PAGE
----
As Facebook stock (Nasdaq: FB) keeps climbing from its all-time low last week of $17.55 a share, business-oriented networking site LinkedIn has introduced some new features that resemble those of Facebook.
LinkedIn last week rolled out a new notification system and launched an update for its iPhone, iPad and Android apps. The updates now inform a member when someone likes or comments on one of their status updates - just like Facebook, the social networking leader.
In the past LinkedIn only sent notifications if someone sent a member a message or extended an invitation to become a connection.
In a statement, the company gushed, "You'll never miss a comment or update to an engaging discussion about a news article or trending topic on LinkedIn."
LinkedIn's head of mobile products Joff Redfern said in an interview that the update will also let a member peruse company pages and job postings on smartphones and tablets. According to Redfern, users requested the feature so they could covertly browse for jobs while at work.
The latest moves highlight how LinkedIn is morphing from a headhunting and career-networking site into something bigger. Facebook big.
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Sound crazy? Maybe, but several studies have shown that clever, pronounceable stock symbols - think Yum! Brands Inc. (NYSE: YUM) and Southwest Airlines (NYSE: LUV) - do better in the market.
The phenomenon is particularly true for IPOs, with the "fun name halo" extending about 10 days out from the stock's first day of trading.
Companies that choose a ticker symbol that doesn't form a pronounceable word - yes, like Facebook (Nasdaq: FB) -- often struggle. Generally speaking, the more jumbled the letters, the worse a stock does.
"[Our] research shows that people take mental shortcuts, even when it comes to their investments, when it would seem they would want to be most rational," Professor Daniel Oppenheimer, who co-authored a 2006 Princeton University study of the subject, told Psych Central.
While the academics who have studied this have not conclusively nailed down the cause, most suspect it has to do with something called "fluency," or how easily a person can process information.
People are simply drawn more to a catchy ticker symbol like YUM than a drab one like FB.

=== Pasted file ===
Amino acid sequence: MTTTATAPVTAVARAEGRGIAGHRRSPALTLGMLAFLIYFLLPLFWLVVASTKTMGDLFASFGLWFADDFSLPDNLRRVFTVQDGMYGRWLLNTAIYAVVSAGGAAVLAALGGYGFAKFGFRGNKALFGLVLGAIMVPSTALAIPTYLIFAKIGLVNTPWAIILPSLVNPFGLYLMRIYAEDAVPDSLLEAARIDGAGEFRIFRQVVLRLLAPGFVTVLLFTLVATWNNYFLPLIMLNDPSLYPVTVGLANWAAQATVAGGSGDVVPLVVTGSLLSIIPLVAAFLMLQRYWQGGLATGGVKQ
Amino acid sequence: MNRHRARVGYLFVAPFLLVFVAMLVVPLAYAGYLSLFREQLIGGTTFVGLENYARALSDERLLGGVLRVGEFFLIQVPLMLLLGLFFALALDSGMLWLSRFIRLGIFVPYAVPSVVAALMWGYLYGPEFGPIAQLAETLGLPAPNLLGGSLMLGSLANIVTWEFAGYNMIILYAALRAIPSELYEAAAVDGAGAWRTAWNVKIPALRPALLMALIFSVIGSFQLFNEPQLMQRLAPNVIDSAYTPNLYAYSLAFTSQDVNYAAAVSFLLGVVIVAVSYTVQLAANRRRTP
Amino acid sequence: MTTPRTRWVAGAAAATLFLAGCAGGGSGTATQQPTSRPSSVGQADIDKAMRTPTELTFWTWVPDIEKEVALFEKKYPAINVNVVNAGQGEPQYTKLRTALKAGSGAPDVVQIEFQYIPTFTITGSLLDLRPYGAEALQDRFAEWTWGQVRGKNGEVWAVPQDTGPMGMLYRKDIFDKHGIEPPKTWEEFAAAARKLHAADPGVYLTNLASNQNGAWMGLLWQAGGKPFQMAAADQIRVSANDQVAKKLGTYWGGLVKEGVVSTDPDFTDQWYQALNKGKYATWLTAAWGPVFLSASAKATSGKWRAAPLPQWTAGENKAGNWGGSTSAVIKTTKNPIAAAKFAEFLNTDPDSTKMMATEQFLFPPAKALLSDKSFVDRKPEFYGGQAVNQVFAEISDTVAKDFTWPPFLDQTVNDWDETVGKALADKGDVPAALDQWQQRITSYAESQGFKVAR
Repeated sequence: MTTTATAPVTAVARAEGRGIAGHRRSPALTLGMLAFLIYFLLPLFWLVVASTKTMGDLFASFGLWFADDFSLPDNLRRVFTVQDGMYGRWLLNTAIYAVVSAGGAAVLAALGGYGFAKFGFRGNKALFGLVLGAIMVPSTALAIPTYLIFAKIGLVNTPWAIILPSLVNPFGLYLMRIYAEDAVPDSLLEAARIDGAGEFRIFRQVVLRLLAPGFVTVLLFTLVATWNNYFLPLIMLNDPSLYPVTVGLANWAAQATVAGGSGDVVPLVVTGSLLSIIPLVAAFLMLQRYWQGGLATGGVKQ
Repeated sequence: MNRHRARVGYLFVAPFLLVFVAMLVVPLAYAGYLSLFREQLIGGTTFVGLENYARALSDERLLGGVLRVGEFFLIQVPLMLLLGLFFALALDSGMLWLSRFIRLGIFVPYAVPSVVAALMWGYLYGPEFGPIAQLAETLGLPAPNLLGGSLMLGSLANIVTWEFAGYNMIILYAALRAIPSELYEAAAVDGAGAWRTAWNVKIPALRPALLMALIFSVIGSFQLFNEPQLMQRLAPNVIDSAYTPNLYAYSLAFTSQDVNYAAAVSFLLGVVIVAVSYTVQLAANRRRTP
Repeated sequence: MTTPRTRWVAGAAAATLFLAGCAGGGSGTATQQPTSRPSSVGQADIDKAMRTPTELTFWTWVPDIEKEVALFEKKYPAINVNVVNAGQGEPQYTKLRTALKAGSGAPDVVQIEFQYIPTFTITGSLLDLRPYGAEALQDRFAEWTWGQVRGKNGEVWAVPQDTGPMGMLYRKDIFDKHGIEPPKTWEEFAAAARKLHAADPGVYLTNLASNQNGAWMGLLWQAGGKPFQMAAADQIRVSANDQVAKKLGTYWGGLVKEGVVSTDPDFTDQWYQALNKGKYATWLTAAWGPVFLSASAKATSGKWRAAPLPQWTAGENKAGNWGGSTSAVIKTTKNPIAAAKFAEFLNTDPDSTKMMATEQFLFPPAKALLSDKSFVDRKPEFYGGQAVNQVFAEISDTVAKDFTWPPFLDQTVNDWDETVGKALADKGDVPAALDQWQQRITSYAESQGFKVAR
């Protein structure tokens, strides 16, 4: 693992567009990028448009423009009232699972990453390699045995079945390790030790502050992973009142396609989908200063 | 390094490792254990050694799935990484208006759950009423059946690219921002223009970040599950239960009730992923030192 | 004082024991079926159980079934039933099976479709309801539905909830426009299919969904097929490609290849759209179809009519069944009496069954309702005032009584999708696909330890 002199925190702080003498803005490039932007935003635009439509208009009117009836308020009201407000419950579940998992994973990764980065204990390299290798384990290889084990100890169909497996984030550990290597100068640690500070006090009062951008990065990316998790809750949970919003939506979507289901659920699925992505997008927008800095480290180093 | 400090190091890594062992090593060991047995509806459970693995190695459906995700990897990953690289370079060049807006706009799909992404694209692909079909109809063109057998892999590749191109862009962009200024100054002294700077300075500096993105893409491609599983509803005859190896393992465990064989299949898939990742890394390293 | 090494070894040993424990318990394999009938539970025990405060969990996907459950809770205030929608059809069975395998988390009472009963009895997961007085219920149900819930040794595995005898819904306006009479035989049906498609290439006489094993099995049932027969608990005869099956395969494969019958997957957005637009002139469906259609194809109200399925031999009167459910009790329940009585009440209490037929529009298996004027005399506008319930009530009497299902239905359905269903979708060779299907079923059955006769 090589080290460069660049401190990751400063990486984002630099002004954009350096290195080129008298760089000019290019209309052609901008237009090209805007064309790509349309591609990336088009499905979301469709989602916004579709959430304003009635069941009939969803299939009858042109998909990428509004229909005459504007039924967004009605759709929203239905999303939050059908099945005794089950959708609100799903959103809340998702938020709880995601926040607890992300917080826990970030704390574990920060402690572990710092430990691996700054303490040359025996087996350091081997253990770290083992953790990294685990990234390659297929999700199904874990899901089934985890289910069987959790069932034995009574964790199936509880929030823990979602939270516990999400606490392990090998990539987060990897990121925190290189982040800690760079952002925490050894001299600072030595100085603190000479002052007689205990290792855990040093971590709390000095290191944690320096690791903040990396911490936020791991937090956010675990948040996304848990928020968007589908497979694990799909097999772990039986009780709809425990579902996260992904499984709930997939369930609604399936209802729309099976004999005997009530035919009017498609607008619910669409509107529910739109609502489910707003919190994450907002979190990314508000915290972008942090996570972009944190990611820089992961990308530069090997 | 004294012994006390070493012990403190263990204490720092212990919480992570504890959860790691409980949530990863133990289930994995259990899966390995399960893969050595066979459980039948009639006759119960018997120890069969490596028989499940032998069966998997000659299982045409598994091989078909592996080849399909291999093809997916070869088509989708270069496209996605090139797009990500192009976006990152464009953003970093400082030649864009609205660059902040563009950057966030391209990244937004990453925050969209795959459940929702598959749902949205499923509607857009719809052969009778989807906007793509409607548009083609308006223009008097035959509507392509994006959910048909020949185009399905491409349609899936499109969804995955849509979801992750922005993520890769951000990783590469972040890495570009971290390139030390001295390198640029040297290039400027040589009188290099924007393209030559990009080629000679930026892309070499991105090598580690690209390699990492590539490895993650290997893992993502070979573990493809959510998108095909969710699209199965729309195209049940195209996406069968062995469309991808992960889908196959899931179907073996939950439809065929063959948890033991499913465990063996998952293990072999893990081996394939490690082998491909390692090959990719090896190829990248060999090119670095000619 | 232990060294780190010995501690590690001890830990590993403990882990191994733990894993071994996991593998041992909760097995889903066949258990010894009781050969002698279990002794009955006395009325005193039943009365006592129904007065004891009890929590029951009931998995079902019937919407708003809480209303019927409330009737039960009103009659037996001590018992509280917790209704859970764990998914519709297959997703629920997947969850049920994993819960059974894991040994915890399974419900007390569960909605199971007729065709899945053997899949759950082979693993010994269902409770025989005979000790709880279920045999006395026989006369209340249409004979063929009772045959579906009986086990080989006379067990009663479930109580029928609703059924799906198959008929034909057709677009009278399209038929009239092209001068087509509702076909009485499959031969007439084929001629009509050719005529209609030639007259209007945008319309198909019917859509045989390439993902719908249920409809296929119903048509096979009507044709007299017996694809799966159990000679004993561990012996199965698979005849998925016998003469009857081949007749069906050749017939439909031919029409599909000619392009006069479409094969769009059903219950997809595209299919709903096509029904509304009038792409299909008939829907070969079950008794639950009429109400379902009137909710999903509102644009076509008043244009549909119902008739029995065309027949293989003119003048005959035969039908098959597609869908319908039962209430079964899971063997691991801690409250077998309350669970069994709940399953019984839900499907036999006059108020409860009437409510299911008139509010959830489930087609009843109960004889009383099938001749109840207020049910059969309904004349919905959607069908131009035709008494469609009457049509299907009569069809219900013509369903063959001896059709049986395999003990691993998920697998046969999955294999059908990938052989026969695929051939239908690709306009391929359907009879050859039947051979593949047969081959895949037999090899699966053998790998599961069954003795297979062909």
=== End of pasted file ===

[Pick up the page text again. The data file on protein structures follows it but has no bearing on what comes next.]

"It is possible that [people] are initially more attracted to fluently named stocks, that they pay particular attention to those stocks, or even that they favor those stocks because they have developed an association between easily processed names and success," Adam Alter, Oppenheimer's research partner, told The Wall Street Journal.
The Science Behind Clever TickersNaturally, not every stock with a clever ticker symbol outperforms and not every stock with a subpar ticker symbol underperforms. But the broad data show a surprisingly strong relationship between a ticker and how well the stock does.
Facebook stock hit a fresh low yesterday (Tuesday), with shares reaching $17.55 before closing at $17.73.
The slump came after a trio of brokerage firms slashed their price targets for Facebook shares. The firms cited the wave of expiring lockup periods that will flood the market with close to 1.7 billion shares over the next several months.
The first lockup period expired Aug. 16, freeing a first batch of some 268 million shares. In mid-October, 192 million more shares will be let loose, and on Nov. 14 a whopping 1.2 billion shares will be free to sell.
The total is more than four times the number of shares floating on exchanges before the lockup periods began expiring.
"It's like a train coming around the corner toward shareholders, so they better get out of the way," Francis Gaskin, president of research firm IPOdesktop told the Los Angeles Times right before the end of the first lockup.